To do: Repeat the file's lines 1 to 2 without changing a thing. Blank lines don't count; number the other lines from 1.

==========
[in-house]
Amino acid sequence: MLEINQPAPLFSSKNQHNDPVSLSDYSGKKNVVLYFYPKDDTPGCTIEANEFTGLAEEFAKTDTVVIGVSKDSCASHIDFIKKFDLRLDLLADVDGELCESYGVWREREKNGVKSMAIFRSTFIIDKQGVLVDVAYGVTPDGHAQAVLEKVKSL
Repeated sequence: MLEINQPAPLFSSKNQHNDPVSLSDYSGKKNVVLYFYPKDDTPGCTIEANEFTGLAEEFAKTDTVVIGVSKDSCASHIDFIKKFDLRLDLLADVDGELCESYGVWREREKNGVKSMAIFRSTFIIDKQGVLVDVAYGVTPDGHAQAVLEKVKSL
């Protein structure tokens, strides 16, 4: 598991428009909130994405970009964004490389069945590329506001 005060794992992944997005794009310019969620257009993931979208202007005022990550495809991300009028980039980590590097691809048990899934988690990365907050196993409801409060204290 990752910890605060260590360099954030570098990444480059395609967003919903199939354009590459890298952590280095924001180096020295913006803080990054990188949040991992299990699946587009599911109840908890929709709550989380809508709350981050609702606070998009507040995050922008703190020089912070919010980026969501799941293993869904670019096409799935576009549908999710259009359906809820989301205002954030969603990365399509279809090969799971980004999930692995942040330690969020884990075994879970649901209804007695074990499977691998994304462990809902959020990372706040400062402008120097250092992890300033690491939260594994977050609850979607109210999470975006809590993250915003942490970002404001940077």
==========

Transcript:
[in-house]
Amino acid sequence: MLEINQPAPLFSSKNQHNDPVSLSDYSGKKNVVLYFYPKDDTPGCTIEANEFTGLAEEFAKTDTVVIGVSKDSCASHIDFIKKFDLRLDLLADVDGELCESYGVWREREKNGVKSMAIFRSTFIIDKQGVLVDVAYGVTPDGHAQAVLEKVKSL